There’s no doubt that life with a teenager can be tough, and sometimes the walls close in on the relationship you have with your beautiful child. Read our expert tips to help you communicate with your teen and transform the way you interact.
Being a teenager is a wonderful period of life where children blossom from childhood into adulthood. However, during this time, they experience many challenges on a psychological, biological, social, emotional and cognitive level.
This time of change also places a considerable amount of challenges on parents, as they try and cope with their children’s drive to separate from them and create their own identity.
During this time, it can be difficult to keep the channels of communication open. Teenagers often consider their parents to be old-fashioned, constantly nagging and criticising them, and frequently feel misunderstood.
On the other hand, parents can’t understand their teenager’s moodiness, lack of communication, and may be critical of their behaviours and decisions.
Connecting with Your Teen
In order to establish open communication channels with teenagers it is important to really get to know, understand and connect with them.
During the adolescent years, young people are very self-critical, may have low self-esteem and feel awkward – and they need their parents in their corner, for guidance and also to set boundaries to help them feel secure.
To help you better understand your teen, think back what it was like for yourself when you were that age. Try and recall specific events, and how you felt towards your parents and about yourself at that time?
Don’t forget to make time to show that you’re interested in your teen – it may seem obvious, but it’s so important. Ask about the TV programmes, computer games and music they enjoy, and suspend your critical judgement. Watch the programme together or play the game together, and show your genuine interest – it can really help to bring you closer.
Another great way to connect is to have one-to-one time with your teen. Plan it in advance and do something that you both enjoy. You can also plan for regular family time, where the whole family does something together. Take turns on who gets to have the final word as to what the activity will be.
Getting to know and connecting with your teen is not going to happen overnight. It will require consistency and patience, but it will lay the foundation for opening the communication channel with them.
How to Effectively Communicate with Your Teen
Parents are often unaware that most of the time when they speak to their teen it is about issues that they want to discuss, such as homework, cleaning their room, unsuitable friends or spending too much time on their phone/PlayStation etc.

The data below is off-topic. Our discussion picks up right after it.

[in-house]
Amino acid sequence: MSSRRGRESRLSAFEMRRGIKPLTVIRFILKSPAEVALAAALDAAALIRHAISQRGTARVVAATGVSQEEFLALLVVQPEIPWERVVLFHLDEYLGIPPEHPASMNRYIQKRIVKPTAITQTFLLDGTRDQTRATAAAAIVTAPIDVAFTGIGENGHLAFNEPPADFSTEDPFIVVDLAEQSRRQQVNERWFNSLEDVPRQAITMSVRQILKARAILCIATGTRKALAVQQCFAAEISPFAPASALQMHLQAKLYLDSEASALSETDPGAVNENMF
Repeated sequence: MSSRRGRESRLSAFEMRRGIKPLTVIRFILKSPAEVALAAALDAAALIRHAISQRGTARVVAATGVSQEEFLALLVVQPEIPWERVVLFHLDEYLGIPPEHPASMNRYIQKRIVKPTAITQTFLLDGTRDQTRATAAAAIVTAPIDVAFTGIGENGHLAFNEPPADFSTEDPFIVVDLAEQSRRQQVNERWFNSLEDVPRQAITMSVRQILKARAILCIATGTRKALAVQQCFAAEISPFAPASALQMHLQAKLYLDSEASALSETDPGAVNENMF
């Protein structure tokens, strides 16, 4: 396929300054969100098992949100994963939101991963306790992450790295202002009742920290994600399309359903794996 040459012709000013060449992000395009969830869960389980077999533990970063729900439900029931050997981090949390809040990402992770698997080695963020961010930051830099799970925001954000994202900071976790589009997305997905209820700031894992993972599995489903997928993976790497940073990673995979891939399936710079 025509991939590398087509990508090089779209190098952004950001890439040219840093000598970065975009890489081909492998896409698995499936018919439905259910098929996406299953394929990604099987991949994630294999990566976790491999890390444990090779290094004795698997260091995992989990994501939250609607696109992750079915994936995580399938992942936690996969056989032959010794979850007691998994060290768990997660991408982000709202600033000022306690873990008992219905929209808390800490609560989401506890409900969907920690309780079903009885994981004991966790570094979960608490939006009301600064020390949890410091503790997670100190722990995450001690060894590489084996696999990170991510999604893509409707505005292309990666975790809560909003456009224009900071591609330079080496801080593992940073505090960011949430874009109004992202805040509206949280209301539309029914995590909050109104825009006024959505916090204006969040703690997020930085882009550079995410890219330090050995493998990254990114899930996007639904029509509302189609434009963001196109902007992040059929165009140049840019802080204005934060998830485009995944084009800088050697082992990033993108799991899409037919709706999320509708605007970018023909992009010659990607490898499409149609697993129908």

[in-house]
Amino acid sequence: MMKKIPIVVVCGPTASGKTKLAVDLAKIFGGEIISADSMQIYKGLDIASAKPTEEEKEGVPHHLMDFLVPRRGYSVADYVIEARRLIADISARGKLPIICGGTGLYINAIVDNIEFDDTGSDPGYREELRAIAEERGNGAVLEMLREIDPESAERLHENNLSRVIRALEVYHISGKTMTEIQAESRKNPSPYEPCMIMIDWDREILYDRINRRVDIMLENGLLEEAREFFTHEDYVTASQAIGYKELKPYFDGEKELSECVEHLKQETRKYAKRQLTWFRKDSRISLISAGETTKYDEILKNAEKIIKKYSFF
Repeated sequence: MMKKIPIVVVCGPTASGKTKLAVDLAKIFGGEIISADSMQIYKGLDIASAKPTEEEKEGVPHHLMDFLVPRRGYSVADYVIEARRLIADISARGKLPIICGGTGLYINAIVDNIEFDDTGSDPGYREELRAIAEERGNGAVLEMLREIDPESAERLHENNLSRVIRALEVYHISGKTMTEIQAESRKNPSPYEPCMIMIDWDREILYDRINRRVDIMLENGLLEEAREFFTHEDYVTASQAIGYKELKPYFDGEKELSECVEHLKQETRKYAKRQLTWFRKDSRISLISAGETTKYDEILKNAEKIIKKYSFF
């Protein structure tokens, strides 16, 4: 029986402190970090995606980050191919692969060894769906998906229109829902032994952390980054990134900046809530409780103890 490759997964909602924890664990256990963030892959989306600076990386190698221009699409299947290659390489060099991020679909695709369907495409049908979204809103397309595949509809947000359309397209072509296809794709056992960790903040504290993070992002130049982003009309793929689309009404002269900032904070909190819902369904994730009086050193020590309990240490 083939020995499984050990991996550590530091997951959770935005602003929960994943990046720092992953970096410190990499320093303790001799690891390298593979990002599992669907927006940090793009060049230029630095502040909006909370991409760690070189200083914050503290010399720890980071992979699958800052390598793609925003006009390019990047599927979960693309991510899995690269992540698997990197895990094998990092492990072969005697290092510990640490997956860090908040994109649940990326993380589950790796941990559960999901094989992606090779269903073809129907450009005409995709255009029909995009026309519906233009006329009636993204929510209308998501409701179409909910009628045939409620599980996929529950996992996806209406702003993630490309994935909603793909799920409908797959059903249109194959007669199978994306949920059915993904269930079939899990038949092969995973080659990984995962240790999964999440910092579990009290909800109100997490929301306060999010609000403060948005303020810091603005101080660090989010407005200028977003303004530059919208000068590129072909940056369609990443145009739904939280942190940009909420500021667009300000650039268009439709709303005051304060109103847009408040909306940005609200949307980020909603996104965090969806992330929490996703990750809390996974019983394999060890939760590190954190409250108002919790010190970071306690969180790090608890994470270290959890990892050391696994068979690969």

This is perceived by your teen as a series of lectures and, as a result, they will avoid any type of communication with their parent. Some teens say that parents only talk to them when they want to give them a lecture about something.
Here are some great ways you can communicate with your teen:
Make Time for a Chat
Parents can chat to their teen about things the teen is interested in and topics that don’t carry a ‘message’. The teen will start to tune in and, when important issues have to be discussed, they are more likely to listen.
Use “I” Statements When Possible
Rather than saying “you always leave a mess in the kitchen”, try to say something like “I was a bit annoyed that the kitchen was a mess, as I spend a lot of time cleaning it. Could you please clear up after yourself next time, please.”
Practice Active Listening
Active listening means to stop what you are doing, give your full attention through eye contact and body language. Repeat what your teen has said, to show that you are listening and also to check that you understood what is going on, and occasionally repeat just the last word they have said.
Ask Open-Ended Questions
This type of question usually starts with who, what, where, when or how. This will encourage the teen to elaborate on the story being told and will show them that you are genuinely interested in what they have to say.
When parents and teens are locked into a confrontation, the situation can quickly spiral out of control. Often things are said in the heat of the moment that later will be regretted.
Imagine a big red button that has “PAUSE” written on it and you can see yourself pressing it when things are starting to get out of hand. By pressing the “Pause” button, and walking out of the room, it will give everyone some time to cool down and allow for a calmer discussion, and hopefully help to come to a satisfactory outcome for all parties.
When things get tough, remind yourself that your teen is going through a huge amount of changes, which they don’t understand themselves. They need you as a parent to help them cope and get through it – and keeping communication channels open is one of the most important things you can do during this time.